An Oscar speech is a public monologue given by a person who has just been awarded an Academy Award, an annual accolade given by the Academy of Motion Picture Arts and Sciences to honor cinematic achievements in the film industry. Though speeches are common for award ceremonies, it is a particularly significant feature of the Academy Awards due to their worldwide audience and history of featuring prominent celebrities.
Oscar speeches have always been a significant aspect of the ceremony and have often been very influential. NineMSN explains, "If you're an Academy Award-winning celeb, you can either give a boring run-of-the-mill acceptance speech, a touching acceptance speech, or a crazy over-the-top acceptance speech". The New Yorker said:
Common pitfalls include self-aggrandizement (King of the World James Cameron), excessive weepiness (Gwyneth Paltrow), and sheer who-invited-this-person weirdness (Melissa Leo). Some are passive-aggressive (Shirley MacLaine, who thanked Debra Winger for her "turbulent brilliance"). Some are strident (Vanessa Redgrave, who chided "Zionist hoodlums"). Some are unsettling (Angelina Jolie, who declared herself "so in love with my brother right now"). At their best, they offer a jolt of liberating mania (Roberto Benigni), or a banquet of finely calibrated self-deprecation, gratitude, and poise (Meryl Streep).
The New Yorker graded the speeches in the 2013 Academy Awards, a common practice among news outlets. Christoph Waltz's "short and classy speech ... without condescension" was graded an "A minus" while Quentin Tarantino's "rubber-faced self-mythologizing" was graded a "C". At the 2013 Oscars, Jennifer Lawrence fell when approaching the stage to accept the award for best actress. She attempted to make up for her fall in her speech by saying, "You guys are all just standing because I fell and that's really embarrassing". By the next day pictures of her fall had gone viral in the Internet. Her fall was mentioned by host Ellen DeGeneres in her opening monologue at the 2014 Oscars.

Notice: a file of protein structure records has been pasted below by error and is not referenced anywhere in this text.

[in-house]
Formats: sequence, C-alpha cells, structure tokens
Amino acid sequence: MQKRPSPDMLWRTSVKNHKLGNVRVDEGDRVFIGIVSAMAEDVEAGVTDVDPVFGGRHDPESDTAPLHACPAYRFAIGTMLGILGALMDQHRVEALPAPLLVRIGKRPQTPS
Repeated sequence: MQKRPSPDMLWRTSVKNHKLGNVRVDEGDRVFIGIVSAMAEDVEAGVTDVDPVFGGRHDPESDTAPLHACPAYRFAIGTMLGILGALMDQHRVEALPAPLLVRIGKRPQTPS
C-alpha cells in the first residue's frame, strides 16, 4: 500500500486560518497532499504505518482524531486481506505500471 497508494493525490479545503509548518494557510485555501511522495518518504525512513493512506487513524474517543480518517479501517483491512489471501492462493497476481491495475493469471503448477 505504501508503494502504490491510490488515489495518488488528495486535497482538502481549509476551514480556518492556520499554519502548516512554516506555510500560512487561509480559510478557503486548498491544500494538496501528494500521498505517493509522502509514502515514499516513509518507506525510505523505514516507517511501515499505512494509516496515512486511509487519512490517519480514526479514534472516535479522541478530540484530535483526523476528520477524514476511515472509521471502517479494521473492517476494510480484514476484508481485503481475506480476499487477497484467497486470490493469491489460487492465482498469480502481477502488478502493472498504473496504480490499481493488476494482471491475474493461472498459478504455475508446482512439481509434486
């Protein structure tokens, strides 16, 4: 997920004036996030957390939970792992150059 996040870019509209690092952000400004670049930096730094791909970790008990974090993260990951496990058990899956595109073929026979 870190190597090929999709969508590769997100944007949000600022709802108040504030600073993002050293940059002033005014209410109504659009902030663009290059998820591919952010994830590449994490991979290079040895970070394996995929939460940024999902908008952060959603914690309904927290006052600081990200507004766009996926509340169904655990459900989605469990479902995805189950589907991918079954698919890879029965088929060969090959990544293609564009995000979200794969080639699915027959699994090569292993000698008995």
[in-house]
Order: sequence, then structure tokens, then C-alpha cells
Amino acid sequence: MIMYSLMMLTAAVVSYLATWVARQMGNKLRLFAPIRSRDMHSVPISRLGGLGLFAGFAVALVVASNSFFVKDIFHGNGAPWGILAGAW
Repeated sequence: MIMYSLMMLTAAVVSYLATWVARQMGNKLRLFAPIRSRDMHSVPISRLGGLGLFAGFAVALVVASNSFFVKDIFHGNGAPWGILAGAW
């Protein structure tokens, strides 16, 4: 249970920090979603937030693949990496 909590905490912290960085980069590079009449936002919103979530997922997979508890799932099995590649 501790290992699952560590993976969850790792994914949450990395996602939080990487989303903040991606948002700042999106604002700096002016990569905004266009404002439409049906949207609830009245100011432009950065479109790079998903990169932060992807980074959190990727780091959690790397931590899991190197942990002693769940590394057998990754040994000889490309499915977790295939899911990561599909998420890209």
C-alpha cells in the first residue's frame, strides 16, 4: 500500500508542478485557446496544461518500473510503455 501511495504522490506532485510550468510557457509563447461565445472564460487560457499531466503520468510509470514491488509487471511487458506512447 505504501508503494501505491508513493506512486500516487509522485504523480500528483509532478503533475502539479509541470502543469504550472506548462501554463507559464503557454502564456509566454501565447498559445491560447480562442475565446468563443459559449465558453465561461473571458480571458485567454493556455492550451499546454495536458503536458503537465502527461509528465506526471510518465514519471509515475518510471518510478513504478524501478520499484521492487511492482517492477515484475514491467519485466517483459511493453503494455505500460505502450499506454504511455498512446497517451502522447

Many lines from Oscar speeches have become iconic, often being quoted in the pop culture vernacular. They are often spoofed in other media. Some speeches comment on the film industry ("We are part of an artistic family ... and most actors don't work, they have to practice accents while driving a taxi. And some of us are so lucky to work with writing, to work with directing. And to that artistic family that strives for excellence, none of you have ever lost, and I am proud to share this with you." Dustin Hoffman 1979). Some are heartfelt messages to friends, family, and supporters. Some raise awareness for sensitive topics ("Tonight I am asking for your help. I call upon you to draw from the depths of your being to prove that we are a human race. To prove that our love outweighs our need to hate. That our compassion is more compelling than our need to blame." Elizabeth Taylor 1993 on AIDS), while others are funny insights.